media_cameraLife cycle of Richmond birdwing butterfly. Picture: Sally Elmer

Scientific name: Ornithoptera richmondia.

Females have a wingspan of 16cm; males have a wingspan of 13cm.

Females have brown or black wings with extensive white, cream or yellowish markings.

Male wings have iridescent* green edges with extensive green or blue markings.

Eggs are about 2mm in diameter and are laid on the undersides of soft leaves.

The larvae are cannibalistic*.

The butterflies mostly live in subtropical rainforest in southeast Queensland and northeast. NSW, mostly feeding on birdwing butterfly vines.


  • exquisite: very beautiful
  • vulnerable: at risk
  • refurbished: renovated
  • pupal: the stage where an insect is larvae, a caterpillar or grub
  • genetic: to do with genes, which is how features are passed from one generation to the next
  • noxious: harmful or poisonous
  • toxic: poisonous
  • larvae: caterpillar or grub stage of an insect
  • iridescent: luminous colours that seem to change when looked at from different angles
  • cannibalistic: eat members of their own species


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  1. What year did the program start?
  2. Why are people helping butterflies breed?
  3. What plant do they eat and what plant is poisonous?
  4. Describe a Richmond birdwing butterfly.
  5. How big are the eggs and where on a plant would you find them?


1. Write a speech
After a successful breeding and release program, the Richmond birdwing butterflies are holding a ‘Gala’ night to celebrate their increased numbers. You, as a Richmond birdwing butterfly, have been selected to give a speech that outlines the breeding program and other work that was done to improve the species survival and thank those responsible for their hard work. Use information in the article to help you write your speech. In your speech include: why there was a problem, what has been done to help the butterfly populations, who undertook this work, and a warning to all butterflies about the poisonous Dutchman’s pipe weed.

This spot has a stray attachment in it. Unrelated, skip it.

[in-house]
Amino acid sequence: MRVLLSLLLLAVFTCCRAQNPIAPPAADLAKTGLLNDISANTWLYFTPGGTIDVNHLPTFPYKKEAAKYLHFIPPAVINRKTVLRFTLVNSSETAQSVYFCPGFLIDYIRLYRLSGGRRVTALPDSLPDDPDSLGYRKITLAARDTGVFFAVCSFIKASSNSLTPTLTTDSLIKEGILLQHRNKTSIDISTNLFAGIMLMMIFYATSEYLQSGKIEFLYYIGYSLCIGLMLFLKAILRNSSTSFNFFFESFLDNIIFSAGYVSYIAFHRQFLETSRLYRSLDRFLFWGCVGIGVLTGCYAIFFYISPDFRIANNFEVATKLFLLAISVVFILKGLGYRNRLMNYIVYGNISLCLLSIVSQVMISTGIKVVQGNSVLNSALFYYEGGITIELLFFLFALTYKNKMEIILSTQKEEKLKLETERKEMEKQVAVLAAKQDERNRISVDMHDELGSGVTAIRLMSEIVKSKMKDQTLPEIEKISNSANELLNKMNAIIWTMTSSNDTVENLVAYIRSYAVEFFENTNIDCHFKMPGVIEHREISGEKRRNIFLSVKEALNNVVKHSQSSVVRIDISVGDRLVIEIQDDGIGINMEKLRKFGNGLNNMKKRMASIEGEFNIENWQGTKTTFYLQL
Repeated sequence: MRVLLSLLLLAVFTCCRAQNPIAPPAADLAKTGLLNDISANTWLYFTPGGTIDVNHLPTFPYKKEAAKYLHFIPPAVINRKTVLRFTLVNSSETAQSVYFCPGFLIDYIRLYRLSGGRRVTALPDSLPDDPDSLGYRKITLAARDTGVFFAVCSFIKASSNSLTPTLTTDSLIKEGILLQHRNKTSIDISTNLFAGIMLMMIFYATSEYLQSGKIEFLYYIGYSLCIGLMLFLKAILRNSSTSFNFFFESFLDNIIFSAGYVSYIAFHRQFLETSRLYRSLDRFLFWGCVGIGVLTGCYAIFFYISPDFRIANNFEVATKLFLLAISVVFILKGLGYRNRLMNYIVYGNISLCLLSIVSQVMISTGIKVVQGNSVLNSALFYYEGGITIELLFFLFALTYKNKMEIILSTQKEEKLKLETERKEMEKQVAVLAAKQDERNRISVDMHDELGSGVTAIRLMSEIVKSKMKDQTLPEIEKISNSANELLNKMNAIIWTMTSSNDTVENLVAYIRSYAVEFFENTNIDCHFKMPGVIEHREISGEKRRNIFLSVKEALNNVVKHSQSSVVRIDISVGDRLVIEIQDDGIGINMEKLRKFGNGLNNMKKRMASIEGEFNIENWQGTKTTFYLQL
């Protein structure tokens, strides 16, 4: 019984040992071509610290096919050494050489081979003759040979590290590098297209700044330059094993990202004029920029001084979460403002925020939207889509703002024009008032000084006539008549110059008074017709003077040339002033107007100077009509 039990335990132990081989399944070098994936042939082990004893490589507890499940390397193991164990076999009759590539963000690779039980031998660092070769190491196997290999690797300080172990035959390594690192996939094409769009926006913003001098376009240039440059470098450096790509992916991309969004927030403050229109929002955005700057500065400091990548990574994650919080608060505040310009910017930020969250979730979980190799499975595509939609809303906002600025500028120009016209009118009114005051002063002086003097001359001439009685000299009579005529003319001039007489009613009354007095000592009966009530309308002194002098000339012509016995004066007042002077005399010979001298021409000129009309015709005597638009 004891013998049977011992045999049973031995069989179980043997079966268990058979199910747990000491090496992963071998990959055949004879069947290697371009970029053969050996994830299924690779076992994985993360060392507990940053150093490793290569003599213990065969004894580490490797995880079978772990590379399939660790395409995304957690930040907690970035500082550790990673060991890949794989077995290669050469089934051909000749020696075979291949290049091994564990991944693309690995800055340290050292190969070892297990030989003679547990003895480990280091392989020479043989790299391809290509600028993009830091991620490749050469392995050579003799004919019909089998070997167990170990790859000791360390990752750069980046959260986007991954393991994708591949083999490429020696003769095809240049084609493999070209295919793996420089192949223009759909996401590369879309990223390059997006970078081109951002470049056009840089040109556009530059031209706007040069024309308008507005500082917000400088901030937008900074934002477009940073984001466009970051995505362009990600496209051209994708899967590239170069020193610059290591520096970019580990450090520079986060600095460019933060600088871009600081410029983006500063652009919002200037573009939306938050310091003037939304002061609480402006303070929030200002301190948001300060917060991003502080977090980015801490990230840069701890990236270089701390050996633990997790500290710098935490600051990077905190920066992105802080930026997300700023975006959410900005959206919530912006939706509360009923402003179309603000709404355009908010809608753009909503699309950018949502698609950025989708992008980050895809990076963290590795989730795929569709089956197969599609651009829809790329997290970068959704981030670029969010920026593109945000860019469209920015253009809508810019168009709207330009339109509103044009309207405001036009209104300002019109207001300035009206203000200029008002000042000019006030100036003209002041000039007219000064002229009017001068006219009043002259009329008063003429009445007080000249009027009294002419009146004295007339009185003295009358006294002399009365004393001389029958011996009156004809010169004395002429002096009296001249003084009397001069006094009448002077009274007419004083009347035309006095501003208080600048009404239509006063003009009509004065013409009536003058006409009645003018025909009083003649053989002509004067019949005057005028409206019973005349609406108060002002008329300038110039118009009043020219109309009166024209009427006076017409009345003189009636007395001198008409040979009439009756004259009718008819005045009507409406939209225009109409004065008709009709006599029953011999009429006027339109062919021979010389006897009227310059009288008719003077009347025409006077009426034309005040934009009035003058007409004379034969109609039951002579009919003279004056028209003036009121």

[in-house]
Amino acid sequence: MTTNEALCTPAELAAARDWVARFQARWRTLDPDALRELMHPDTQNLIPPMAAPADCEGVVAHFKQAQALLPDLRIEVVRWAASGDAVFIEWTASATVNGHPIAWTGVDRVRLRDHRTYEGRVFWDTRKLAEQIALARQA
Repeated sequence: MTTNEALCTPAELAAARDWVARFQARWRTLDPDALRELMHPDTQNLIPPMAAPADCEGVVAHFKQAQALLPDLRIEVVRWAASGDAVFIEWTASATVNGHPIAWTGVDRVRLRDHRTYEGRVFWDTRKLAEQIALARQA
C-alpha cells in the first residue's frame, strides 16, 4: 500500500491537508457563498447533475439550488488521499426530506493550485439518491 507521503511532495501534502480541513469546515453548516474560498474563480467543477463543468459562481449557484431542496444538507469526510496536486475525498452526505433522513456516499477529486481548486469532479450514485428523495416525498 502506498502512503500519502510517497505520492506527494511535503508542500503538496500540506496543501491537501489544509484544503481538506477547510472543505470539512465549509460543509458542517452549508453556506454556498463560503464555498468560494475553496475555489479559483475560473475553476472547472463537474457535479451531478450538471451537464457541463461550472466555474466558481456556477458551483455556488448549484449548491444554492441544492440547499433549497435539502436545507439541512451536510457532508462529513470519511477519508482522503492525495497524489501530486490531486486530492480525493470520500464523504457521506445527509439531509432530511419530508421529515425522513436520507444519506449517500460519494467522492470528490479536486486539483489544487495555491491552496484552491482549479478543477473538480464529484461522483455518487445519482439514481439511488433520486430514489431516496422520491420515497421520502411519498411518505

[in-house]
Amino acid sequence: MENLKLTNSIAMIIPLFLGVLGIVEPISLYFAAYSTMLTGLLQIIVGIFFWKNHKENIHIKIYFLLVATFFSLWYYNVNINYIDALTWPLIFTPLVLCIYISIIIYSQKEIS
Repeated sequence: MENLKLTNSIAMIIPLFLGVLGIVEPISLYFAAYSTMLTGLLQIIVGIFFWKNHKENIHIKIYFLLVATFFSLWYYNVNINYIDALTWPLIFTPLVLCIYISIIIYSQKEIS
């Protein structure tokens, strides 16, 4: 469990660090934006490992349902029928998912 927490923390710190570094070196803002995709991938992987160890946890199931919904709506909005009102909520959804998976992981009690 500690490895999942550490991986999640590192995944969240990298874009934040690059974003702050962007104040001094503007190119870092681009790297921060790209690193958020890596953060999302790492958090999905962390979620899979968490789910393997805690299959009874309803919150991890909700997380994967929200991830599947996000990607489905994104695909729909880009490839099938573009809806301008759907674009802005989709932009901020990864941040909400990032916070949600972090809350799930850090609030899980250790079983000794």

Time: allow 40 minutes to complete this activity
Curriculum Links: English, Science

2. Extension
The Dutchman’s pipe vine is an introduced species of plant that is similar in looks and smell to the native birdwing vine where Richmond birdwing butterflies lay their egg. The butterflies confuse the two plants and lay their eggs on the introduced weed. The Dutchman’s pipe is poisonous to the caterpillars that hatch from those eggs and therefore do not survive to reproduce.

Create a warning poster to encourage people to remove this weed from their property and to perhaps plant the birdwing vine instead. Include a picture and/or description of the Dutchman’s pipe vine so they know what it looks like and explain why it is a problem.

Time: allow 20 minutes to complete this activity
Curriculum Links: English, Science

I Spy Nouns
Nouns are places, names (of people and objects), and time (months or days of the week).

How many nouns can you find in the article?

Can you sort them into places, names and time?

Pick 3 nouns and add an adjective (describing word) to the nouns.

HAVE YOUR SAY: What insect species would you like to try to save?
No one-word answers. Use full sentences to explain your thinking. No comments will be published until approved by editors.